Don Christopher, California garlic king who forever changed our palates, dies at 88

Don Christopher holding garlic bulbs on a ranch
Don Christopher, pictured at his namesake ranch in 2003, helped bring the quirky Garlic Festival to Gilroy, Calif.
(Associated Press)

Drivers would catch a whiff of Don Christopher’s success miles before they reached Gilroy, Calif., the distinctive odor of garlic rolling in through the windows and vents, beckoning motorists straight down Route 101 and into town.

The undisputed king of garlic, Christopher started out with a modest, 10-acre plot in the Bay Area town at a time when only a few thousands acres in the entire state were devoted to garlic; nearly all of the bulbs eventually dehydrated. But as the American palate changed, sales at Christopher Ranch skyrocketed to more than 100 million pounds a year, dwarfing competitors.

A community booster as well as a grower, Christopher helped dream up the city’s quirky Garlic Festival, a three-day mashup of all things garlic that drew foodies and the just plain curious to Gilroy to sample the garlic ice cream, the garlic kettle corn, the garlic oysters or watch the Food Network super chefs battle it out on Gourmet Alley, sauté pans and garlic cloves in hand.


Locals boasted that Gilroy was the only town where a person could marinate a steak simply by hanging it on a clothesline.

“All you have to do is roll down the window in your car and you know you’re in Gilroy,” Christopher once told the Contra Costa Times.

The namesake of the largest garlic producer in the nation, Christopher died peacefully Dec. 12 at 88, his family said on its Instagram account. No cause of death was given.

“There is no doubt that his legacy will endure through future generations,” his family said in a statement. “He made the Garlic Capital of the World something truly special, and he made a difference in countless lives.”

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Christopher was born into a farming family in San Jose in 1934. Both his grandfather and father grew plums on 15 acres outside of town, dehydrating them to prunes. While the farm did well, neither the plum nor the prune greatly impressed Christopher.

With a loan from his father, Christopher and a brother bought acreage in Gilroy, planting lima beans, sugar beets and, in an afterthought, garlic. The garlic won.

By 1993, the farm had grown to about 6,000 acres, and the annual yield stood at roughly 100 million pounds.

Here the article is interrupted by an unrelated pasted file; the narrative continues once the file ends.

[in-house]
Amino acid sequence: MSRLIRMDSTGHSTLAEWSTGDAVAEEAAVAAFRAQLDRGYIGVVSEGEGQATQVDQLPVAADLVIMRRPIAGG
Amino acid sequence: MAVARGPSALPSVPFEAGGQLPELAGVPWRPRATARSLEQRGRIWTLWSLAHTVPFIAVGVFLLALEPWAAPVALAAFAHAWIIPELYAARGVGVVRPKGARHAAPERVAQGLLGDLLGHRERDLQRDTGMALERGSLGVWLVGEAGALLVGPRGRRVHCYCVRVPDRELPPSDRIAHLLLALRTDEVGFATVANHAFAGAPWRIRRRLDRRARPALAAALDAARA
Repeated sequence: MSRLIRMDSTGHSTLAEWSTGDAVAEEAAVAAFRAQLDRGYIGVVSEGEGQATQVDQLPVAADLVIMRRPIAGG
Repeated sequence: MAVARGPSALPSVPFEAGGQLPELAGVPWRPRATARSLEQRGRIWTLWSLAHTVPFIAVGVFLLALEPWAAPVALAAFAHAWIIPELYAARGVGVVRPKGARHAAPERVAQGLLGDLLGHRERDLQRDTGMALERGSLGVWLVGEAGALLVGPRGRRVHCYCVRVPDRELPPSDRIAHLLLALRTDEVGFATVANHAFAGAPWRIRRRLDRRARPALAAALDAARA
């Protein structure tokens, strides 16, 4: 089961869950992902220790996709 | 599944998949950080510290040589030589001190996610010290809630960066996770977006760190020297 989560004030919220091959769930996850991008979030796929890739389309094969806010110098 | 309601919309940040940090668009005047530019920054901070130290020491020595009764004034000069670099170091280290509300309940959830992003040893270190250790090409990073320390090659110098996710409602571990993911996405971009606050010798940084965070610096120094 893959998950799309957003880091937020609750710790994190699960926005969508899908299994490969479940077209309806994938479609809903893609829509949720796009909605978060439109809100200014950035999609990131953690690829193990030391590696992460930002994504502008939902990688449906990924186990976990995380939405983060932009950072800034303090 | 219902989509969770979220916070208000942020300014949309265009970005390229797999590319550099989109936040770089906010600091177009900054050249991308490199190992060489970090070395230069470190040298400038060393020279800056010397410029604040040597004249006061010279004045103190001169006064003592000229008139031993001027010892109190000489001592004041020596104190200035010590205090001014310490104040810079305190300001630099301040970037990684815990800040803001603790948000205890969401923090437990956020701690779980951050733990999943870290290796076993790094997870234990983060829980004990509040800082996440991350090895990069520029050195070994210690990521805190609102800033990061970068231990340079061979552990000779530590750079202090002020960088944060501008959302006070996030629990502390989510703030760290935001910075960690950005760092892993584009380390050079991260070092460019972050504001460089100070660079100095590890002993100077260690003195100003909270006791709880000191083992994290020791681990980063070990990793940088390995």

At first, the Garlic Festival seemed to Christopher and other organizers as a simple, down-home slice of Americana that might attract a few hundred paying guests. When more than 15,000 people rolled into town, organizers were forced to recycle ticket stubs and race off to Monterey or San Jose to buy more calamari or sourdough bread.


“We said, ‘Holy cow,’” Christopher told the San Jose Mercury News in 2012. “We didn’t have enough food.”

Within a few years, attendance had sswelled to more than 100,000. And with success, the garlic pickles and garlic jerky had been complemented with more sophisticated fare — garlic goat cheese soufflé, roasted garlic grits and smoky garlic shrimp, among them.

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But there were hard times, too.

Three people were killed, including two children, and 17 others wounded when a gunman opened fire at the festival in 2019. The event organizers were sued by families of the dead or wounded, who claimed that insufficient and negligent security had contributed to the deadly encounter.

The pandemic, a sluggish economy and the loss of land once used for parking finally did in the festival, which was indefinitely canceled this year.

While sales at Christopher Farms remained robust, the grower came under fire in a segment of the Netflix docuseries “Rotten,” which claimed that the ranch used prison workers in China to do the tedious work of peeling garlic cloves so they could be bottled and sold in grocery stories.

The family said it was outraged by the report.

“They claim forced labor went into that label,” grandson Ken Christopher, vice president of the garlic’s ranch, told the San Jose Mercury News. “It was packed specifically for us, and we have no trademarks in China. So that couldn’t be further from the truth.”

According to the Garlic World website, half of America’s garlic is grown in or around Gilroy, while 90% of the nation’s garlic harvest in processed in Gilroy. Christopher, it said, gets credit for much of that.

Christopher‘s children and grandchildren now operate the ranch.